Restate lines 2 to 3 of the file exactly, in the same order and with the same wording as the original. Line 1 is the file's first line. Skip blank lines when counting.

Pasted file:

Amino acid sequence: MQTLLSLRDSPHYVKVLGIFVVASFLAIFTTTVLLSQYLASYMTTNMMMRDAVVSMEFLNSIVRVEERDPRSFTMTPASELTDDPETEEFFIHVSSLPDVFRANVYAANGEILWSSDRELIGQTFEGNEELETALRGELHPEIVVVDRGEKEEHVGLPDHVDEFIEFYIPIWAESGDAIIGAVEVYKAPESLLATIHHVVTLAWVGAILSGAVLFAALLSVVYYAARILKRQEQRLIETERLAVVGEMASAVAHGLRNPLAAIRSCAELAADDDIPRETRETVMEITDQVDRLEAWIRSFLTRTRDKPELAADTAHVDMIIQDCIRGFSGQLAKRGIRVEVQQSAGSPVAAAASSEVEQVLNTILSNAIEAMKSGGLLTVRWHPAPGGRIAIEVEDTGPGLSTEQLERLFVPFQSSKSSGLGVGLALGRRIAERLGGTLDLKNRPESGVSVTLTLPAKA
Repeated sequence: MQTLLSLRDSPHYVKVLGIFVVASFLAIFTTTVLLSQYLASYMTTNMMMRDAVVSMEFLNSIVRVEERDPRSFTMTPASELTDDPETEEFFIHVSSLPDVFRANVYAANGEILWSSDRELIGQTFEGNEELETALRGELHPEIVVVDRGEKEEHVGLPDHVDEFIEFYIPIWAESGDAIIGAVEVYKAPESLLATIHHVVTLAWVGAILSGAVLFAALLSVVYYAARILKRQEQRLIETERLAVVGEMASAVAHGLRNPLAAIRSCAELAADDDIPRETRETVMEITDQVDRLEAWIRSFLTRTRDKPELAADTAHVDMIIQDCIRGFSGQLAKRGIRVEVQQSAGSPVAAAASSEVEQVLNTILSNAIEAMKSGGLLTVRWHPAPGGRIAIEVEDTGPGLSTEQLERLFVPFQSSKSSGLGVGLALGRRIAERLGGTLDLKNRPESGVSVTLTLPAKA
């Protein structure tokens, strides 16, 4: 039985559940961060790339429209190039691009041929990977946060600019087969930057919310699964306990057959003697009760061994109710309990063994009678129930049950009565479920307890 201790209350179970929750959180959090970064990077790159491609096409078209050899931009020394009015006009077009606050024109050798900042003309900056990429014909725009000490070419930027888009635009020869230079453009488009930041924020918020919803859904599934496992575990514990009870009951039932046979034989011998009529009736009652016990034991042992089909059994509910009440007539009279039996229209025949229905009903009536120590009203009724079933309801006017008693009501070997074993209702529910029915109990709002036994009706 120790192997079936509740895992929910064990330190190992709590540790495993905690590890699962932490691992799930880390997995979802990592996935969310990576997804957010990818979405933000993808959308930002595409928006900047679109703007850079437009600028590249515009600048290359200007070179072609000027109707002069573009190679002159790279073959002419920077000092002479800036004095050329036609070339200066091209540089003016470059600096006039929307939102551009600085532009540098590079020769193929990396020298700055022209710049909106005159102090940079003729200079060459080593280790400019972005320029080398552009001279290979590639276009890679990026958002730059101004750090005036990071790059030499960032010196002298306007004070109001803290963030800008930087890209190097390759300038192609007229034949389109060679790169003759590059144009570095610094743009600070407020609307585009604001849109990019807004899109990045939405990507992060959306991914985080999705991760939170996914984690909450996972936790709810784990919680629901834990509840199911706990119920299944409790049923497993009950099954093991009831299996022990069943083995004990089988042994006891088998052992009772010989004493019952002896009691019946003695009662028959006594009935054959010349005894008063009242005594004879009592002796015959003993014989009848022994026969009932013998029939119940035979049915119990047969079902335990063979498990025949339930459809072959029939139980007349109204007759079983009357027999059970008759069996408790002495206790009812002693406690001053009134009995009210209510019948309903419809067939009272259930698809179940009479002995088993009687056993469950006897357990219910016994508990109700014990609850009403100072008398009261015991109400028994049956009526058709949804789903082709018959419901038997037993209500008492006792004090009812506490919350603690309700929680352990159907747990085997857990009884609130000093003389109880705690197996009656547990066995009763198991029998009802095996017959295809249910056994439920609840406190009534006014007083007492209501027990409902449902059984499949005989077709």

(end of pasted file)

Repeated sequence: MQTLLSLRDSPHYVKVLGIFVVASFLAIFTTTVLLSQYLASYMTTNMMMRDAVVSMEFLNSIVRVEERDPRSFTMTPASELTDDPETEEFFIHVSSLPDVFRANVYAANGEILWSSDRELIGQTFEGNEELETALRGELHPEIVVVDRGEKEEHVGLPDHVDEFIEFYIPIWAESGDAIIGAVEVYKAPESLLATIHHVVTLAWVGAILSGAVLFAALLSVVYYAARILKRQEQRLIETERLAVVGEMASAVAHGLRNPLAAIRSCAELAADDDIPRETRETVMEITDQVDRLEAWIRSFLTRTRDKPELAADTAHVDMIIQDCIRGFSGQLAKRGIRVEVQQSAGSPVAAAASSEVEQVLNTILSNAIEAMKSGGLLTVRWHPAPGGRIAIEVEDTGPGLSTEQLERLFVPFQSSKSSGLGVGLALGRRIAERLGGTLDLKNRPESGVSVTLTLPAKA
């Protein structure tokens, strides 16, 4: 039985559940961060790339429209190039691009041929990977946060600019087969930057919310699964306990057959003697009760061994109710309990063994009678129930049950009565479920307890 201790209350179970929750959180959090970064990077790159491609096409078209050899931009020394009015006009077009606050024109050798900042003309900056990429014909725009000490070419930027888009635009020869230079453009488009930041924020918020919803859904599934496992575990514990009870009951039932046979034989011998009529009736009652016990034991042992089909059994509910009440007539009279039996229209025949229905009903009536120590009203009724079933309801006017008693009501070997074993209702529910029915109990709002036994009706 120790192997079936509740895992929910064990330190190992709590540790495993905690590890699962932490691992799930880390997995979802990592996935969310990576997804957010990818979405933000993808959308930002595409928006900047679109703007850079437009600028590249515009600048290359200007070179072609000027109707002069573009190679002159790279073959002419920077000092002479800036004095050329036609070339200066091209540089003016470059600096006039929307939102551009600085532009540098590079020769193929990396020298700055022209710049909106005159102090940079003729200079060459080593280790400019972005320029080398552009001279290979590639276009890679990026958002730059101004750090005036990071790059030499960032010196002298306007004070109001803290963030800008930087890209190097390759300038192609007229034949389109060679790169003759590059144009570095610094743009600070407020609307585009604001849109990019807004899109990045939405990507992060959306991914985080999705991760939170996914984690909450996972936790709810784990919680629901834990509840199911706990119920299944409790049923497993009950099954093991009831299996022990069943083995004990089988042994006891088998052992009772010989004493019952002896009691019946003695009662028959006594009935054959010349005894008063009242005594004879009592002796015959003993014989009848022994026969009932013998029939119940035979049915119990047969079902335990063979498990025949339930459809072959029939139980007349109204007759079983009357027999059970008759069996408790002495206790009812002693406690001053009134009995009210209510019948309903419809067939009272259930698809179940009479002995088993009687056993469950006897357990219910016994508990109700014990609850009403100072008398009261015991109400028994049956009526058709949804789903082709018959419901038997037993209500008492006792004090009812506490919350603690309700929680352990159907747990085997857990009884609130000093003389109880705690197996009656547990066995009763198991029998009802095996017959295809249910056994439920609840406190009534006014007083007492209501027990409902449902059984499949005989077709």